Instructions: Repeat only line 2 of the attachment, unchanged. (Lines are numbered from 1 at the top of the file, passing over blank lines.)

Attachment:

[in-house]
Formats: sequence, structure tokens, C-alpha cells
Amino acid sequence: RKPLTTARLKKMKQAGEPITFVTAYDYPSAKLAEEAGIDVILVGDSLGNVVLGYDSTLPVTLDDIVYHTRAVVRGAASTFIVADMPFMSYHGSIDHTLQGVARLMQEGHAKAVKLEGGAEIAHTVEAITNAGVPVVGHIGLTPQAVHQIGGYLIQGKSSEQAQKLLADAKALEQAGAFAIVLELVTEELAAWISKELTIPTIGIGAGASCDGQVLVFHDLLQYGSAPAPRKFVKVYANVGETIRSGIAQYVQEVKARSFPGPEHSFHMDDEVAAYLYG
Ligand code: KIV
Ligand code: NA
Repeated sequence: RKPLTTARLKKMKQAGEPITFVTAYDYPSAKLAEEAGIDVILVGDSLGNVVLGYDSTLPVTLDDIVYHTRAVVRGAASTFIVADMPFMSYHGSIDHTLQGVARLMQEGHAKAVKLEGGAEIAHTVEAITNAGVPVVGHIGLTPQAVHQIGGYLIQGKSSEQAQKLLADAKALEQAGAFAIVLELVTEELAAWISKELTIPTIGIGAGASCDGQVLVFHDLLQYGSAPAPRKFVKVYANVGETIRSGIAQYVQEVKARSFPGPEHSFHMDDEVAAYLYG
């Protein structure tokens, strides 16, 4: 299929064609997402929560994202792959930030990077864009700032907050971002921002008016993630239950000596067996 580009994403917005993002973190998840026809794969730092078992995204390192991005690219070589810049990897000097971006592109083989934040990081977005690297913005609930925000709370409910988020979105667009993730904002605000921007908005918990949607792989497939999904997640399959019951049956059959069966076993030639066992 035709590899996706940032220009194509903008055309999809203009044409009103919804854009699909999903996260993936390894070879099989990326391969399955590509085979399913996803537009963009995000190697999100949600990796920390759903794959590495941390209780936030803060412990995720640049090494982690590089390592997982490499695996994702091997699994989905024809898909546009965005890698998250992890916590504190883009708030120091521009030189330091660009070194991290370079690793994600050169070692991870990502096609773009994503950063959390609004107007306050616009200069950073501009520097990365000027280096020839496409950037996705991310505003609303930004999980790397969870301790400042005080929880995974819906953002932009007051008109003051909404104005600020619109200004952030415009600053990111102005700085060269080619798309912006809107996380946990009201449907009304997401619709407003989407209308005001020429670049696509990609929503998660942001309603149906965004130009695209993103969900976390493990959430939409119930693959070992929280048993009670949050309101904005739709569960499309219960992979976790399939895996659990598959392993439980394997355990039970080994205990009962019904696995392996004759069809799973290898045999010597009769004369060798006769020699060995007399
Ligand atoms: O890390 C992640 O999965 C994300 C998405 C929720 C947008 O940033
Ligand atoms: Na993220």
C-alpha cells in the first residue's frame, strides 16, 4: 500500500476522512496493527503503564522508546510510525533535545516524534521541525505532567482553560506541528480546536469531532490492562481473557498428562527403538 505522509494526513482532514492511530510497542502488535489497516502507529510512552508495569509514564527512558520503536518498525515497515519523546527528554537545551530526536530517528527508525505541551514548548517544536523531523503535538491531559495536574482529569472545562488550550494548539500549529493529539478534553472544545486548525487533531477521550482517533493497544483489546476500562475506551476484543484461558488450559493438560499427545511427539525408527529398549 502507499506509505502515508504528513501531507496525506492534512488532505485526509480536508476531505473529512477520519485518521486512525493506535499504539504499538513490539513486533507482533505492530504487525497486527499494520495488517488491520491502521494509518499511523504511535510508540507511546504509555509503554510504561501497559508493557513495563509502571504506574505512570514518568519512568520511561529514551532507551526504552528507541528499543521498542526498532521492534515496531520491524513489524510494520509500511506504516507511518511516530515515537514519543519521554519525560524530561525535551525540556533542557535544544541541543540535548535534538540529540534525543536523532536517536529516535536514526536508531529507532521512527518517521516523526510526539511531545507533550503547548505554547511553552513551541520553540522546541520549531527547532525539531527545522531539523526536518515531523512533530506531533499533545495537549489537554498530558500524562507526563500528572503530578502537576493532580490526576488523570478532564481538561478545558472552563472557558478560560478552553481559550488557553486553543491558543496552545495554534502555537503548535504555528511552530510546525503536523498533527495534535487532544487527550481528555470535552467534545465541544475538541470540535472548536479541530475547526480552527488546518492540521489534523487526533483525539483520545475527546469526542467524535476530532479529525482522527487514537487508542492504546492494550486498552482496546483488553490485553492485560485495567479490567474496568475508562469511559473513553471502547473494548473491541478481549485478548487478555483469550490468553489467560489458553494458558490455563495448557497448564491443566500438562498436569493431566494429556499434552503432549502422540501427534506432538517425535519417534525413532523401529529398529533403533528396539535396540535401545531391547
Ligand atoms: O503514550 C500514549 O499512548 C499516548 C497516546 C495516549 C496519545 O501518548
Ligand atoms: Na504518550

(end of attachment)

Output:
Formats: sequence, structure tokens, C-alpha cells